See you there, mate!

(For more information on Anne Farkas and the March 24 St. Baldrick’s event — and to donate and register —click here, or email DanaMcCreesh@gmail.com) 

Who doesn’t love a bald guy?

Cocktails For A Pancreatic Cancer Cure

Jen Greely moved to Westport 6 years ago. She met fellow artist Binnie Birstein and was captivated.

“She was quite a character,” Jen says. “She never minced words. But she always gave great feedback to me and other artists.”

Binnie was diagnosed with pancreatic cancer in 2017. Jen and fellow members of the Artists Collective of Westport became her caregivers.

“She never spent a single night alone,” Jen says. “We were there 24/7. When her kids came, we gave respite to them too.”

Binnie Birstein with her work, at the Westport Arts Center. (Photo/Jen Greely)

Binnie died this past May. As Jen talked about her mentor, and her experience as a caregiver, with other Saugatuck Elementary School moms, she learned how many people have lost loved ones to pancreatic cancer.

One of those Westporters is Jessica Newshel. A decade ago, her world was thrown into a tailspin as her 50-year-old uncle — healthy, active, the father of 3 — battled the disease.

Jessica Newshel (Bottom left) in 2001, with her uncle Jeffrey Rosenzweig (top right), cousin Steven Rosenzweig and aunt Lizanne Rosenzweig.

He died 6 weeks before Jessica, her relatives and friends walked in a Lustgarten Foundation fundraiser. The organization is the largest private funder of pancreatic cancer research.

Jessica’s family — who also lost their matriarch to pancreatic cancer — provided a large challenge grant to Lustgarten. They also organized several large race events in Westchester, raising over $500,000.

Now Jen, Jessica and fellow Westporter Natalie Kroft have teamed up for their next event. And it’s right here, in their hometown.

“Cocktails for a Cure” — set for Thursday, April 4 (7 p.m., Westport Country Playhouse barn) — includes drinks, light bites from Bartaco, treats and live music.

Jen, Jessica and Natalie all have personal connections to pancreatic cancer. They are doing all they can to raise awareness around the importance of testing, early diagnosis, and research.

They do it for their loved ones. And for all of us.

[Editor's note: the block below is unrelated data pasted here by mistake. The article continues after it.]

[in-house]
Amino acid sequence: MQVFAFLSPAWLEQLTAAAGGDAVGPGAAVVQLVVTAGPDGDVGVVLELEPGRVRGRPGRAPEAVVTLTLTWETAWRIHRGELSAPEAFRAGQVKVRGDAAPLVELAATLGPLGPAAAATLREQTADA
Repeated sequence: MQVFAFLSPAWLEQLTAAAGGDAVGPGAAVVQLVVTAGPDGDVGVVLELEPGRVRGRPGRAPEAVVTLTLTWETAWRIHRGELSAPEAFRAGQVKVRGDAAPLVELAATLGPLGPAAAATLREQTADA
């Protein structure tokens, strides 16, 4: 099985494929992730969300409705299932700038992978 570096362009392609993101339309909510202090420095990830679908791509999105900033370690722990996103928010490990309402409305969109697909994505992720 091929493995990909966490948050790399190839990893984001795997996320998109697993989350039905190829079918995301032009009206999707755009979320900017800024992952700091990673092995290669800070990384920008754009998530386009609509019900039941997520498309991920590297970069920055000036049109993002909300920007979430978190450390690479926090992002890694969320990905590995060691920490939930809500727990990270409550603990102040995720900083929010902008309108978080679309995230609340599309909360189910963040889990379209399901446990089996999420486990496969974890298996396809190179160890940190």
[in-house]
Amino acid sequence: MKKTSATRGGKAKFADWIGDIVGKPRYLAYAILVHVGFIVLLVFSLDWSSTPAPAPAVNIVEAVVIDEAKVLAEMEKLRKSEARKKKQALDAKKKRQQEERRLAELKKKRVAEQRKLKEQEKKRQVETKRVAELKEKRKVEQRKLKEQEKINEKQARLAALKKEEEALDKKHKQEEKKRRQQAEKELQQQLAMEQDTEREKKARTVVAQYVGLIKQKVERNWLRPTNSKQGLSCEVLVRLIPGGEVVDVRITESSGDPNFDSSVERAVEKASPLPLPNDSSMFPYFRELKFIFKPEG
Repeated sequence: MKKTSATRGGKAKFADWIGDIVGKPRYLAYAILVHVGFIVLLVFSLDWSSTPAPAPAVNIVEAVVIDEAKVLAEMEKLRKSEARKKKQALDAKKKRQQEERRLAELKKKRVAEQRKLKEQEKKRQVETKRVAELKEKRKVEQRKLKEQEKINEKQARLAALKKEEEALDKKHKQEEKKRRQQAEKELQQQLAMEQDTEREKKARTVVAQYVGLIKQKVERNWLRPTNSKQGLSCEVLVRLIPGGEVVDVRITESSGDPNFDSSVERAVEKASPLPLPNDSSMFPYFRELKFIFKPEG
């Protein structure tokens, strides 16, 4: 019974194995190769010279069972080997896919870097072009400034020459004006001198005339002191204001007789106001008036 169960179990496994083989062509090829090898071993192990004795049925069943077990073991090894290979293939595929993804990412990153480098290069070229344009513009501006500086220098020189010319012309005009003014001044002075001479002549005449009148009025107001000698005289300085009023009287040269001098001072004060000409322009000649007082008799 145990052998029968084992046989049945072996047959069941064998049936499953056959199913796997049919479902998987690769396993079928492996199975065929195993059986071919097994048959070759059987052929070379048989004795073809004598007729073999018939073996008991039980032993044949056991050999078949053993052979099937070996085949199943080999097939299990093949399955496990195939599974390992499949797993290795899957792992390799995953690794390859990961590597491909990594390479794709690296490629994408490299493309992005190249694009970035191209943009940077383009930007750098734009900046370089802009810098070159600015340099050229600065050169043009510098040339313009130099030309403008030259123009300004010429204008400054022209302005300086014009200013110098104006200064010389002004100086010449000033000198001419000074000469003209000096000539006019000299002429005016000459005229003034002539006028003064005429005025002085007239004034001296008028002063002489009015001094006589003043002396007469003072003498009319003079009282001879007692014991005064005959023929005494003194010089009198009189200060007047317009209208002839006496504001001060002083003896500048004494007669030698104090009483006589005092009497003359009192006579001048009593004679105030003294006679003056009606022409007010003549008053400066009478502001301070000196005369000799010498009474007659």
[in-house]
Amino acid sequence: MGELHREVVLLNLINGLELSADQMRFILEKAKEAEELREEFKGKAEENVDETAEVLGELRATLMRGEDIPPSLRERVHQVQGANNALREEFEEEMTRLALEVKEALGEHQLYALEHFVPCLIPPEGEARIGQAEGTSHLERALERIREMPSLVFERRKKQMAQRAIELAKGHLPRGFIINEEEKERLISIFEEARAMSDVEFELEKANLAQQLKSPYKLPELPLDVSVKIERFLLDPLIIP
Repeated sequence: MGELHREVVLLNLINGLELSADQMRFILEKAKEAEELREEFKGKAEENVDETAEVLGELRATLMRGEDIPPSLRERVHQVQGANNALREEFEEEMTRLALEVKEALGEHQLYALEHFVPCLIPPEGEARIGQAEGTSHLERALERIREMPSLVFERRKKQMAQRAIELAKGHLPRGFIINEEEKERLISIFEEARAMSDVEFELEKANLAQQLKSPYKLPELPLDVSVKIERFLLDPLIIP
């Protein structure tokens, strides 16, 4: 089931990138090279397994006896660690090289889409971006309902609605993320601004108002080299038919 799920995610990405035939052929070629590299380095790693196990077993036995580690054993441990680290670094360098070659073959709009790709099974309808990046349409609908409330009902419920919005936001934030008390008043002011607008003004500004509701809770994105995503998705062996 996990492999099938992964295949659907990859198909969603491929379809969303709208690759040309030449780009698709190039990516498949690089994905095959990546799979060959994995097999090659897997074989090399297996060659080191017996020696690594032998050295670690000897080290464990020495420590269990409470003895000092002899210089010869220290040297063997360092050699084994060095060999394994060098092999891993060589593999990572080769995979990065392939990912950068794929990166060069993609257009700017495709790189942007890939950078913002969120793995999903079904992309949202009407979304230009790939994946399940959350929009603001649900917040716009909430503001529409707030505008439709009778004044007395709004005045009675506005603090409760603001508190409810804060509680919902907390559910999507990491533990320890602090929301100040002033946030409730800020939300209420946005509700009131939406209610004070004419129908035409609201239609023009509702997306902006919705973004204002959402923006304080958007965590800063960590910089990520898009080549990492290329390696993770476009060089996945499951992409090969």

(Click here for tickets and more information on the April 4 “Cocktails for a Cure.”)

Seed Exchange Set For Saturday

Every year between March and May, the Westport Farmers’ Market lies fallow.

It’s a time when farmers prep for the new season. But to do that, they need seeds.

And — with spring just (please, God) around the bend — so do Westporters with gardens of any size and type.

So on Saturday, March 16, the Westport Winter Farmers’ Market says goodbye to its indoor Gilbertie’s Herbs and Garden Center home with a free seed exchange.

Everyone is invited to bring seeds saved from their own garden — or take home a few saved by others. WFM farmers will donate seeds from their favorite crops too.

All seeds are welcome — except those from invasive species (click here for the list). However, the market encourages people to bring and take home heirloom or organic varieties.

“Heirloom seeds are critical to reclaiming our food system,” says Farmers’ Market executive director Lori Cochran-McDougall.

“These open-pollinated plants have been passed down from generation to generation without human intervention or manipulation. They taste better, are more nutritious, and help protect plant diversity.”

The seed exchange runs this Saturday from 10 a.m. until 2 p.m. — or until all seeds are shared. Gilbertie’s is located at 7 Sylvan Avenue South.

Adult beverages and music will be provided. Can you dig it?

Pic Of The Day #689

Nearly every night, there’s a worthy fundraiser.